In Britain, he joined the roads protest movement and was often called to give press interviews; as a result he was denounced as a "media tart" by groups such as Green Anarchist and Class War. He was attacked by security guards, who allegedly drove a metal spike through his foot, smashing the middle metatarsal bone. His injuries left him in hospital. Sir Crispin Tickell, a former British diplomat at the United Nations, who was then Warden at Green College, Oxford, made the young protester a Visiting Fellow. He was an active member of the Pure Genius!! campaign and co-founded The Land is Ours, which has occupied land at several locations in Britain. Its first high-profile success was in 1997, when it occupied thirteen acres (five hectares) of prime real estate on the river in London on which its owner, beverages multinational Diageo, intended to build a superstore. The protesters defeated Diageo in court, built an "eco-village," and held on to the land for six months.
Among his best-known articles are his critique of David Bellamy's climate science, his description of an encounter with a police torturer in Brazil, his explanation of why dangerous floods occur, his column on the devastating impacts of loneliness, his argument that the loss of soil is perhaps the greatest environmental crisis of all, his explanation of neoliberalism, and his description of the dark money networks in the Trump administration.
In January 2011, Monbiot published an account of his assets on his website, and urged other journalists to follow suit. In the interests of transparency, Monbiot explained that he earned £77,400 a year, gross, from publishing contracts and rents. He continues to publish his financial accounts on his website.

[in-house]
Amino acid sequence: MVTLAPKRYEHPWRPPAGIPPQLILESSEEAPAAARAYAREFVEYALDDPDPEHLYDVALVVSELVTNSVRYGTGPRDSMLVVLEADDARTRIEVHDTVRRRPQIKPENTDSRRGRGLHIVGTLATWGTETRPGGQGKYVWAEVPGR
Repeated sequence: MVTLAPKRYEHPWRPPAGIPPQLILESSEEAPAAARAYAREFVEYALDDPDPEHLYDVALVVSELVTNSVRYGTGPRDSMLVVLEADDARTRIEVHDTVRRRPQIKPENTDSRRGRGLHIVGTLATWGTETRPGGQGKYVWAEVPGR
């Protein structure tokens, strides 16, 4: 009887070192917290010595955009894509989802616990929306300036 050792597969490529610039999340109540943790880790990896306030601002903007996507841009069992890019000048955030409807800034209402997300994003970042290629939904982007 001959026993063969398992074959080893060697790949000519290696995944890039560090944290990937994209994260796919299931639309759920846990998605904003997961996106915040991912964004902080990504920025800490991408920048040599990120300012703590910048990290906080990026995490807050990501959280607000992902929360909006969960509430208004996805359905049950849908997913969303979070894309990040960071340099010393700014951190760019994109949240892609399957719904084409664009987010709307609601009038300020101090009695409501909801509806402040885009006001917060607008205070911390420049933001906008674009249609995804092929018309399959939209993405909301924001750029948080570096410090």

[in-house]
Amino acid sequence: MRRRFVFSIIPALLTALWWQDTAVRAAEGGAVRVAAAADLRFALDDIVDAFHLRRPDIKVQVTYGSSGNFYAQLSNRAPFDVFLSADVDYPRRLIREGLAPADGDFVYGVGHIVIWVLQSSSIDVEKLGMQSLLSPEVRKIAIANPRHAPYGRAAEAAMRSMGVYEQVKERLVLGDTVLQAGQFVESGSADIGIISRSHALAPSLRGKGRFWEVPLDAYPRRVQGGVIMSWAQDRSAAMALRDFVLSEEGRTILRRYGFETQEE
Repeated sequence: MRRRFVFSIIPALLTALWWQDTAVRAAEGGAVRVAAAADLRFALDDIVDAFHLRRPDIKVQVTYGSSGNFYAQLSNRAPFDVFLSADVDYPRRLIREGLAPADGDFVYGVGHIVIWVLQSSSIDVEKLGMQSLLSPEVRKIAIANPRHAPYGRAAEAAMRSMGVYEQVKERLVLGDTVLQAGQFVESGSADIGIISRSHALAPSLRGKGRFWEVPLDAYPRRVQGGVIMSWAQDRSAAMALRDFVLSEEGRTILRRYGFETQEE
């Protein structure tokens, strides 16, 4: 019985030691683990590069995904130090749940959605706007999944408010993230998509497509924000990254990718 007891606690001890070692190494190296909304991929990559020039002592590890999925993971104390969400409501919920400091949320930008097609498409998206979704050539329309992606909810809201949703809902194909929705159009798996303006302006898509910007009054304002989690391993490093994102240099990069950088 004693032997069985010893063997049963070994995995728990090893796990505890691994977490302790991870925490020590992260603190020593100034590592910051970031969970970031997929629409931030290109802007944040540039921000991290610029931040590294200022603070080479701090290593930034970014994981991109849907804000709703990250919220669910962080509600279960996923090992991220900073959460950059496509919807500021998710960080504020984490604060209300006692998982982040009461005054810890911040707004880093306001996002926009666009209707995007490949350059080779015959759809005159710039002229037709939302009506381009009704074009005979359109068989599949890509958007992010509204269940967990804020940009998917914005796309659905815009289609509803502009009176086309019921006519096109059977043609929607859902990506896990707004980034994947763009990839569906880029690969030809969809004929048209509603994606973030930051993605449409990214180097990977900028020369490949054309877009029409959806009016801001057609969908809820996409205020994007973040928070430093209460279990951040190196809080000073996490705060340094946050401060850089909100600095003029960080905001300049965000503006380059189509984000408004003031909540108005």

In November 2012, he apologised to Lord McAlpine for his "stupidity and thoughtlessness" in implying, in a tweet, that the Tory peer was a paedophile. In March 2013, Monbiot announced on his blog the details of a settlement reached with Lord McAlpine's representatives. Monbiot agreed "to carry out, over the next three years, work on behalf of three charities of my choice whose value amounts to £25,000", which he described as an "unprecedented settlement".
In 2014, Monbiot wrote an article on the theme of loneliness. This led to a collaboration with musician Ewan McLennan. Together they released an Album "Breaking the Spell of Loneliness" in October 2016 followed by a tour of the UK. Folk Radio described it as "an enthralling album" where "Each song is a short, eloquent and thought provoking essay on the destruction of our humanity and how it can be regained".